Mr. Studer added returning capital to shareholders would force the bank to "give up lending to small and medium-sized borrowers together with the bulk of our mortgage lending activities."
UBS officials further rejected Mr. Ebner's demand that registered shareholders be allowed to vote separately on the proposal, or be allowed to elect a representative to a seat on UBS' board. Furthermore, changes in Swiss banking law that go into effect Jan. 1 should alleviate concerns that the bank will become more vulnerable to a foreign takeover, officials said.
At issue is UBS' share structure. In 1975, UBS introduced a class of registered shares available only to Swiss citizens and residents. While carrying the same voting power as bearer shares, they had a par value only one-fifth as much. The idea was to prevent a takeover by a foreign entity.
Ironically, that share structure has led to the very problem UBS sought to avoid.
Because the registered shares represent only 17.3% of UBS' share capital but 51.1% of the voting rights, they offered an easy way for a domestic shareholder to make a move on the bank.
Mr. Ebner targeted UBS in 1990 as the Swiss bank with the greatest earnings potential. Since then, he has been a thorn in its side.
BK Vision has invested 80% of its assets in UBS stock. Together with its allies, it has acquired 18.1% of UBS' registered shares - representing 5.6% of UBS' capital, or 2.1 billion Swiss francs. BK Vision and a sister fund also own 5% of the bank's bearer shares.
The problem, Mr. Ebner said, is that UBS bylaws cap his total voting rights at 5% - even though he controls 8.6% of the bank's capitalization. He dismissed contentions by UBS officials that he has a disproportionate influence.
Meanwhile, Mr. Ebner's involvement has caused the registered shares to trade at a premium up to 40% over the bearer shares this year. This premium has eroded to less than 20% since UBS proposed Sept. 29, in response to Mr. Ebner's growing role, converting the registered shares, with a par value of 100 Swiss francs, and the bearer shares, with a par of 20 francs, into a new class of 257.5 million bearer shares with a par of 10 francs.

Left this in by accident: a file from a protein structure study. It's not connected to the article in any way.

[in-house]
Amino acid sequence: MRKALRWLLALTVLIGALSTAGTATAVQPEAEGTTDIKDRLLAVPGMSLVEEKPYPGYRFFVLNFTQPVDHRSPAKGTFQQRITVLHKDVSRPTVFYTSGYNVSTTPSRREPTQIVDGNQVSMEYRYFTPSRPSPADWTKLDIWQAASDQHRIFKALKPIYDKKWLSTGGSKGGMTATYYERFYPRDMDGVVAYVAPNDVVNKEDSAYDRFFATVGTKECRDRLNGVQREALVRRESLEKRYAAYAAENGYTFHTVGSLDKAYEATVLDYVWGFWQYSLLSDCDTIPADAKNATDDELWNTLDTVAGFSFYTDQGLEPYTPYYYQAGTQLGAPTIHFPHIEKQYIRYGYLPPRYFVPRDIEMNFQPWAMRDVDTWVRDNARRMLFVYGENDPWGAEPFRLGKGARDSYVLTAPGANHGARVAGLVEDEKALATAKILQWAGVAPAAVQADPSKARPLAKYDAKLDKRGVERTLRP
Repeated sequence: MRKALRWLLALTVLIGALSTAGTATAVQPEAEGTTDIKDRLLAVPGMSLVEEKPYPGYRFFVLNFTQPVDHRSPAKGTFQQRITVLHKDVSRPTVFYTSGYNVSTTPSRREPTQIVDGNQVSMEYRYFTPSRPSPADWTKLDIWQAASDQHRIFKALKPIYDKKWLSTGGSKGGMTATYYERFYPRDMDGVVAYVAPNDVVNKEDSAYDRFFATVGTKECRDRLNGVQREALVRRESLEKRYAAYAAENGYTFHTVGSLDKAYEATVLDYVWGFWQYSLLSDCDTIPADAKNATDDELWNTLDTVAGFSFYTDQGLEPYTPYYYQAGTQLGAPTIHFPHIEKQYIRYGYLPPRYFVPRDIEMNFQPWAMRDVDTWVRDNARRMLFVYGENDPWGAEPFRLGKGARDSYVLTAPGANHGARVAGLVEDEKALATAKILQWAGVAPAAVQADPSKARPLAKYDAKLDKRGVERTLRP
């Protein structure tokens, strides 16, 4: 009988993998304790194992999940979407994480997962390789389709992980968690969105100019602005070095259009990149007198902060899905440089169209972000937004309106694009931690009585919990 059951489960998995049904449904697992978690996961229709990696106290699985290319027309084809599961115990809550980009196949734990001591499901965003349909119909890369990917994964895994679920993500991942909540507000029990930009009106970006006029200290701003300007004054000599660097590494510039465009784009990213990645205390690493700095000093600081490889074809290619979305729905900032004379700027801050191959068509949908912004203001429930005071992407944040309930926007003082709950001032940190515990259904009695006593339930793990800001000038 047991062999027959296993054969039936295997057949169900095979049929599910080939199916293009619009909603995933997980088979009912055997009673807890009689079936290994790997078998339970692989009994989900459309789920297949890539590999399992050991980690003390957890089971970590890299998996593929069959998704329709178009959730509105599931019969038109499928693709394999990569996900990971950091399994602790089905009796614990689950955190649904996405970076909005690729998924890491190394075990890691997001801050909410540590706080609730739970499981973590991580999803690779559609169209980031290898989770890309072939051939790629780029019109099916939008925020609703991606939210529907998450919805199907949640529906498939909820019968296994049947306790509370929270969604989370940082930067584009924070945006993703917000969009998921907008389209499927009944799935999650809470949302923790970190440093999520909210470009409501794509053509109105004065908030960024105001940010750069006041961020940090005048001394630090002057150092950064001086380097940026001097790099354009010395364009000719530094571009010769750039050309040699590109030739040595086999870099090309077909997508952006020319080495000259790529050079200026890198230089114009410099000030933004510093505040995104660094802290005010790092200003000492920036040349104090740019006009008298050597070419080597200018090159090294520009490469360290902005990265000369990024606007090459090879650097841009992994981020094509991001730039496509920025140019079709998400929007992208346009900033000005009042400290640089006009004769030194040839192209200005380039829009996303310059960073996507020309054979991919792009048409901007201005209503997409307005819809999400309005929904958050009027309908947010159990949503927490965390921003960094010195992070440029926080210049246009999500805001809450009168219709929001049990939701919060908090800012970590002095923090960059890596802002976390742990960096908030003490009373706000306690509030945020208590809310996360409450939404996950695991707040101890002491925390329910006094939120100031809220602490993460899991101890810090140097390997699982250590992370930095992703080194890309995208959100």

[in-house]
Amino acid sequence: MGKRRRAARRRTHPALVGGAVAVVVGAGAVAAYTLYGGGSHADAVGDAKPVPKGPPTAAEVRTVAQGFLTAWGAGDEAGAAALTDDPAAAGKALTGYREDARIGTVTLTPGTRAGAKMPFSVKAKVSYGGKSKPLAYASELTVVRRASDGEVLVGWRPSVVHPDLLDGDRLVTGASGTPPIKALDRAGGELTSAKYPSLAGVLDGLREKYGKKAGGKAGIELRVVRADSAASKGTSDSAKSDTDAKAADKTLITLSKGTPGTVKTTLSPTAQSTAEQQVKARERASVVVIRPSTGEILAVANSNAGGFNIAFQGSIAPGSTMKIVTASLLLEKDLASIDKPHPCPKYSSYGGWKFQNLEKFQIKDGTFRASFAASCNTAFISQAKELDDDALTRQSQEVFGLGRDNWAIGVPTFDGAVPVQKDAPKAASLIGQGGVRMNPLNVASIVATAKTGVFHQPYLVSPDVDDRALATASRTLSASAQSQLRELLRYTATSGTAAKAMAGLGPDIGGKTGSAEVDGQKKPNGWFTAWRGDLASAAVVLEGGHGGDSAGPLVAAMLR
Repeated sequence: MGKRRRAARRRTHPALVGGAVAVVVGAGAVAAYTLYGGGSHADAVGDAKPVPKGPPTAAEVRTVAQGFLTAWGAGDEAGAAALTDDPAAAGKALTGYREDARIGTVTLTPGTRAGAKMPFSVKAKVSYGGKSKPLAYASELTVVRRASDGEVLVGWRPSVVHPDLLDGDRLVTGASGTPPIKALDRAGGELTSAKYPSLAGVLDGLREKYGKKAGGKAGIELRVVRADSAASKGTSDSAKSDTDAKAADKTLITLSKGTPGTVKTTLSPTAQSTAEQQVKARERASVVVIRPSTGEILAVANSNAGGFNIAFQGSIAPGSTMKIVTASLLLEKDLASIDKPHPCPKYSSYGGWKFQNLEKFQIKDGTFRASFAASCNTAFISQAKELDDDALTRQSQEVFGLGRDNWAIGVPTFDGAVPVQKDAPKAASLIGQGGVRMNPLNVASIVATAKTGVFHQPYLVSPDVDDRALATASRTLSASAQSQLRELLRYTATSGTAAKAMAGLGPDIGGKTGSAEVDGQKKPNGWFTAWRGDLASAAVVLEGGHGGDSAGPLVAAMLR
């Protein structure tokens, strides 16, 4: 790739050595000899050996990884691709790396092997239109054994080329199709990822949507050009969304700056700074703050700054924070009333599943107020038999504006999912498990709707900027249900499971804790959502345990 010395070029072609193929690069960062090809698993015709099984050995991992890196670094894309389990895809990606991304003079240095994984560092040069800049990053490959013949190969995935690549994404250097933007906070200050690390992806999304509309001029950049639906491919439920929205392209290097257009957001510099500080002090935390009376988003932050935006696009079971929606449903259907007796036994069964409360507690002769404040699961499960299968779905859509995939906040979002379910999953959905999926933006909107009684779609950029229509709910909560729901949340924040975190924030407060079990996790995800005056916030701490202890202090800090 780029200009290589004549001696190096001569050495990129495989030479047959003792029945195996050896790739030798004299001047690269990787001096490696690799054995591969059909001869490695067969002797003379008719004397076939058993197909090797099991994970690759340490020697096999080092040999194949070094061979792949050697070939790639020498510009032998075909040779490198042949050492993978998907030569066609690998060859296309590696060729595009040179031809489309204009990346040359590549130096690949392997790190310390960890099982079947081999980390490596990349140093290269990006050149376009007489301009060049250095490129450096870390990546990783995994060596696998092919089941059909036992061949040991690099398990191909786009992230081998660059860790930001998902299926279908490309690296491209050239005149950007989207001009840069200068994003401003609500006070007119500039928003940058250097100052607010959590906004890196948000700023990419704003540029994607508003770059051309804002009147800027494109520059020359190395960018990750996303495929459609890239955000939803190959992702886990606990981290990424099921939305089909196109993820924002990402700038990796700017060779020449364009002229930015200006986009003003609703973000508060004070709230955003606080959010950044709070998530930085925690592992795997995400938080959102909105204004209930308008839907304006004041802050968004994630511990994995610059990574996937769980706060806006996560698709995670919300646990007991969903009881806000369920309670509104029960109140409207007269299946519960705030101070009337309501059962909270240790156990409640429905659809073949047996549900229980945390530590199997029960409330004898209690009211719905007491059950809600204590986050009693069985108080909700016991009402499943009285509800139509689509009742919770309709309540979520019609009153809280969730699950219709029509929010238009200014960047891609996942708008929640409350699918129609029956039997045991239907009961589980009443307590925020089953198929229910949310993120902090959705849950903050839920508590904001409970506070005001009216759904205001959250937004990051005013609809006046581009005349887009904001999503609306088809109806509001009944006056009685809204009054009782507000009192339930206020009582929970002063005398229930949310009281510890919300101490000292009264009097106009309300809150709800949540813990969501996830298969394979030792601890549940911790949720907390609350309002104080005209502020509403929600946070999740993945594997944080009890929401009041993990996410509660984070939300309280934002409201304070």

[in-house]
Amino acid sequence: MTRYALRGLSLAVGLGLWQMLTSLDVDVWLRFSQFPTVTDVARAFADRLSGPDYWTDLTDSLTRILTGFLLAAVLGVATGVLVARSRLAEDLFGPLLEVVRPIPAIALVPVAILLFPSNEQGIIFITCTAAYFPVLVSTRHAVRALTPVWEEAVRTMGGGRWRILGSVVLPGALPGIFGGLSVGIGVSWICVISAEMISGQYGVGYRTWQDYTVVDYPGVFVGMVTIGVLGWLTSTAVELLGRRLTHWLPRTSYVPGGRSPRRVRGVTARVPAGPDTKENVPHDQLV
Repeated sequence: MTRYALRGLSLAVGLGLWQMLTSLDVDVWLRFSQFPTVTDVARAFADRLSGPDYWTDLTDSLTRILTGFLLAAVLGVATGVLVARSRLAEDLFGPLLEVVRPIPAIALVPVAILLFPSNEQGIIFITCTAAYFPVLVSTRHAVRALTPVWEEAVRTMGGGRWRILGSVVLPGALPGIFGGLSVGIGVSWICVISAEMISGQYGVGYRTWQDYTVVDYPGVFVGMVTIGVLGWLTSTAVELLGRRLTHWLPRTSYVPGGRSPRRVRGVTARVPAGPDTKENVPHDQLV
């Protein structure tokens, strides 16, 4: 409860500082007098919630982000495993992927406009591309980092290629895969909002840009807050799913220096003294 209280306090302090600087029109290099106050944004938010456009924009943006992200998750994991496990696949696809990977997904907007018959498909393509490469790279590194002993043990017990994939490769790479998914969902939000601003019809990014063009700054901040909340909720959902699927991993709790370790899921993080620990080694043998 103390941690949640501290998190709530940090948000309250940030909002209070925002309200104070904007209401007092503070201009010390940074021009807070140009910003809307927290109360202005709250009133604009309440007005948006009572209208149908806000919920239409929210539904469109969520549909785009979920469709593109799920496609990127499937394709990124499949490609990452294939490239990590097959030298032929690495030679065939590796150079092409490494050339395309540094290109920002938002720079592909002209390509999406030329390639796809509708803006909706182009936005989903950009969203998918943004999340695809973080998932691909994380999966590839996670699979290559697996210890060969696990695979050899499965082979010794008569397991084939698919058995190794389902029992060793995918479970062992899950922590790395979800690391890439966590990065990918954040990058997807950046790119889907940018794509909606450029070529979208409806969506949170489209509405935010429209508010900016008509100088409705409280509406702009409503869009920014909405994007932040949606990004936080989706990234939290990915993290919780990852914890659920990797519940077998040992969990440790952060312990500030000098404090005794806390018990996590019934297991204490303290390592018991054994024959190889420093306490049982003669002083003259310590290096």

In a letter to shareholders, UBS said the change would create a more liquid class of stock, would enhance voting rights for owners of bearer shares - many of whom are foreign investors - and would prevent a small group of registered shareholders from influencing the bank's direction or strategy.
The effect of the proposal would be to reduce drastically the voting rights for Mr. Ebner and his allies.
UBS has offered no compensation for the loss in voting rights, a point Mr. Ebner and others have seized upon. Mr. Ebner said the proposal represents "a gross violation of the requirement for equal treatment of shareholders." He has threatened legal action if he loses the vote.
To block UBS' proposal, Mr. Ebner has to win the vote of one-third of the combined registered and bearer shares who attend the special Nov. 22 meeting.
Some analysts think this places huge pressure on UBS, but others say it won't be easy for BK Vision to defeat the proposal. The Swiss banking establishment is expected to oppose Mr. Ebner, whom they view as a threat. "Politically, UBS is too strong," said Philippe Rezzonico, financial analyst with Ferrier Lullin S.A., Geneva.
Almost all of the bearer shareholders - with 48.9% of the voting rights - are expected to vote in favor of the proposal because it will enhance their voting rights at no cost.
But the key is getting these shareholders to show up; otherwise, their votes can't be cast - except, of course, where they are UBS clients and the bank holds the proxy. UBS officials are courting their foreign shareholders, who analysts believe may hold up to one-quarter of the voting rights.
Only about 47% of UBS' shares were cast at the bank's last annual meeting>